Which is the real Apple (Nasdaq: AAPL ) ? The one that laid off 50 salespeople last week, or the one that's reportedly stocking up on 10-inch screens to create an answer to netbooks from Dell (Nasdaq: DELL ) , Hewlett-Packard (NYSE: HPQ ) , and Taiwan's Asus?
That's a question worth asking. Apple hasn't exactly been a font of good news lately. A recent study from Pinch Media found that very few of those who download iPhone software use it regularly. And, in January, Mac retail sales fell 6%, more than the average decline for its PC peers. Seeing that, observers can't help but wonder whether the iEmpire faces impending doom.
It doesn't. Here's why.
Why netbooks are a huge threat
First, let's address the problem. Analysts and investors fear netbooks. They should, and so should Tim Cook, Apple's chief operating officer and stand-in for sick CEO Steve Jobs. The super-low-priced Atom processor from Intel (Nasdaq: INTC ) supplies enough horsepower to create a good sub-$500 laptop substitute.
Not in every case, of course, but IDC research has estimated that 11 million netbooks were sold during 2008. Manufacturing executives interviewed by BusinessWeek further estimate that between 8% and 20% of those sales might have gone to laptops had netbooks not been available.
Netbooks are that popular. Take a look at Twitter sometime. See who's talking about netbooks. See what they say. Few, if any, loathe the idea of a Mac netbook or netbooks in general.
Neither do you, our Foolish readers. "I'd love a $699 NetMacBook and would buy one in a heartbeat," wrote one Fool in response to my plea that Cook address the netbook threat before it's too late. "It should have an 11" or smaller screen, weigh 3lbs or less and be capable of running OS X. It should be smaller than current MacBooks, less powerful, though powerful enough, and can get by with many cheaper components."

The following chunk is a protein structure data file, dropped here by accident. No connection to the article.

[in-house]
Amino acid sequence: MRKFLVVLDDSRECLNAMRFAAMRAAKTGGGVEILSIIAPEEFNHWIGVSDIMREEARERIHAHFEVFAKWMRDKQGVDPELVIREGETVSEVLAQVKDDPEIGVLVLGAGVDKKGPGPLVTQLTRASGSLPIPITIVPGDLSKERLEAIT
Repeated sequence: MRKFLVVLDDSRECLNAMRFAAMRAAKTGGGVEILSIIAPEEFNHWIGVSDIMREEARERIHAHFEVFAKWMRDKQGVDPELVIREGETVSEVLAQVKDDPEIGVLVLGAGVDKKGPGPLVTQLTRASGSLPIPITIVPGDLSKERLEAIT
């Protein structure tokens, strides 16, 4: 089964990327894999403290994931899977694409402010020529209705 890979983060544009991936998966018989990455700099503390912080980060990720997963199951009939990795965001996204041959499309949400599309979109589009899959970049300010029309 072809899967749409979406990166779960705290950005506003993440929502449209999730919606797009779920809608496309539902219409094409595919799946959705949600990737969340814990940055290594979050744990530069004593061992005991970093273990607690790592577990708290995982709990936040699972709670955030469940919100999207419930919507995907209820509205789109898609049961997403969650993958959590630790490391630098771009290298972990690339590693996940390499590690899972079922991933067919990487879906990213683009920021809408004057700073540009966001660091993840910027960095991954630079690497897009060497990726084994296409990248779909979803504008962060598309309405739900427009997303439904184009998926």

The opportunity is huge. We know from recent IDC data that users find dumb devices, well, dumb. Specifically, research shows that the market for "converged devices" -- that is, smartphones like the iPhone, Research In Motion's (Nasdaq: RIMM ) BlackBerry, or Palm's (Nasdaq: PALM ) forthcoming Pre -- grew 68.2% last year. By contrast, the traditional mobile phone market contracted 13.8% over the same period.
Now imagine how consumers and business users would take to an oversized iPhone with netbook functionality. Says one Fool in response to my letter to Cook:
An iTablet is what's needed. Just take the lid off the aluminum MacBook, thicken it just a bit to accommodate a modest processor and hard drive and battery and wireless, and run OSX on it with all the great finger-stroke features of iPhone.
Look back to look forward
And let's not discount the role of history. Those of us who are Mac users, unlike our more utilitarian PC brethren, remember the failures and successes of the past with clarity. We remember the unique look of the first Mac. We coo at the Cube, even though it was never a commercial success. And we fondly but sadly remember the Newton, which also was a commercial failure, yet retains a cult following to this day.
We expect Apple to deliver an iTablet. Jobs knows this. So does Cook. Anyone who's followed the iEmpire for any length of time and isn't terminally addicted to SpongeBob cartoons knows this.
An iTablet is even more important to us than satellite radio on the iPhone. Sure, we're happy to see Sirius (Nasdaq: SIRI ) get serious about streaming over the iPhone but we've been waiting for an iTablet ever since the Newton died in 1998. We pine for it.
Therein lies your advantage, sirs. This is a Field of Dreams moment; if you build it, we will come. So, Apple, will you build it? Please?